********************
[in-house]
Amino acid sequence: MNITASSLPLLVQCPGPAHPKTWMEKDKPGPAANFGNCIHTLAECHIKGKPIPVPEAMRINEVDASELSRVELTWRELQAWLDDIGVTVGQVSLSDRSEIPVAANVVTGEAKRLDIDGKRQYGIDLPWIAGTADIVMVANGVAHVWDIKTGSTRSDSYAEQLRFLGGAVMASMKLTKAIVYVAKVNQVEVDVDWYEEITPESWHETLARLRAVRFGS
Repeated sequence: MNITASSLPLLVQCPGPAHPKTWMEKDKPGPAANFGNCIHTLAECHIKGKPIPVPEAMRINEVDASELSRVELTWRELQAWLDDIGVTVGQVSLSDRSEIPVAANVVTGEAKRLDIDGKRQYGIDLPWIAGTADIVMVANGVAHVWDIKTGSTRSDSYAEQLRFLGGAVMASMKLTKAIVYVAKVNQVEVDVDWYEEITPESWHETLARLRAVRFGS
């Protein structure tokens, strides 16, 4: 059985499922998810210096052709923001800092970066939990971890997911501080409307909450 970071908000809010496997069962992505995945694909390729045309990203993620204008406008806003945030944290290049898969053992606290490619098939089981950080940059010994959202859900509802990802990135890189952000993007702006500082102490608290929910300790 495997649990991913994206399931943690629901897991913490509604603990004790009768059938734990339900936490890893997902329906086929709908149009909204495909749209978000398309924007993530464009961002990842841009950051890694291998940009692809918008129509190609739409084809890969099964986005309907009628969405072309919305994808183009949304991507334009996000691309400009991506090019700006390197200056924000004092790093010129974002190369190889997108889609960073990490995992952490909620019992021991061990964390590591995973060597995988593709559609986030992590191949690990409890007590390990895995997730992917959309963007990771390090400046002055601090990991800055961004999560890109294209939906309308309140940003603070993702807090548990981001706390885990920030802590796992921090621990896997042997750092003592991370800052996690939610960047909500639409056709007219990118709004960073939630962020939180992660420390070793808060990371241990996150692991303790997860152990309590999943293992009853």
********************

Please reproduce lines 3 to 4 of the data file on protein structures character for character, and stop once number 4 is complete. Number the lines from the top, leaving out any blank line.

Repeated sequence: MNITASSLPLLVQCPGPAHPKTWMEKDKPGPAANFGNCIHTLAECHIKGKPIPVPEAMRINEVDASELSRVELTWRELQAWLDDIGVTVGQVSLSDRSEIPVAANVVTGEAKRLDIDGKRQYGIDLPWIAGTADIVMVANGVAHVWDIKTGSTRSDSYAEQLRFLGGAVMASMKLTKAIVYVAKVNQVEVDVDWYEEITPESWHETLARLRAVRFGS
């Protein structure tokens, strides 16, 4: 059985499922998810210096052709923001800092970066939990971890997911501080409307909450 970071908000809010496997069962992505995945694909390729045309990203993620204008406008806003945030944290290049898969053992606290490619098939089981950080940059010994959202859900509802990802990135890189952000993007702006500082102490608290929910300790 495997649990991913994206399931943690629901897991913490509604603990004790009768059938734990339900936490890893997902329906086929709908149009909204495909749209978000398309924007993530464009961002990842841009950051890694291998940009692809918008129509190609739409084809890969099964986005309907009628969405072309919305994808183009949304991507334009996000691309400009991506090019700006390197200056924000004092790093010129974002190369190889997108889609960073990490995992952490909620019992021991061990964390590591995973060597995988593709559609986030992590191949690990409890007590390990895995997730992917959309963007990771390090400046002055601090990991800055961004999560890109294209939906309308309140940003603070993702807090548990981001706390885990920030802590796992921090621990896997042997750092003592991370800052996690939610960047909500639409056709007219990118709004960073939630962020939180992660420390070793808060990371241990996150692991303790997860152990309590999943293992009853």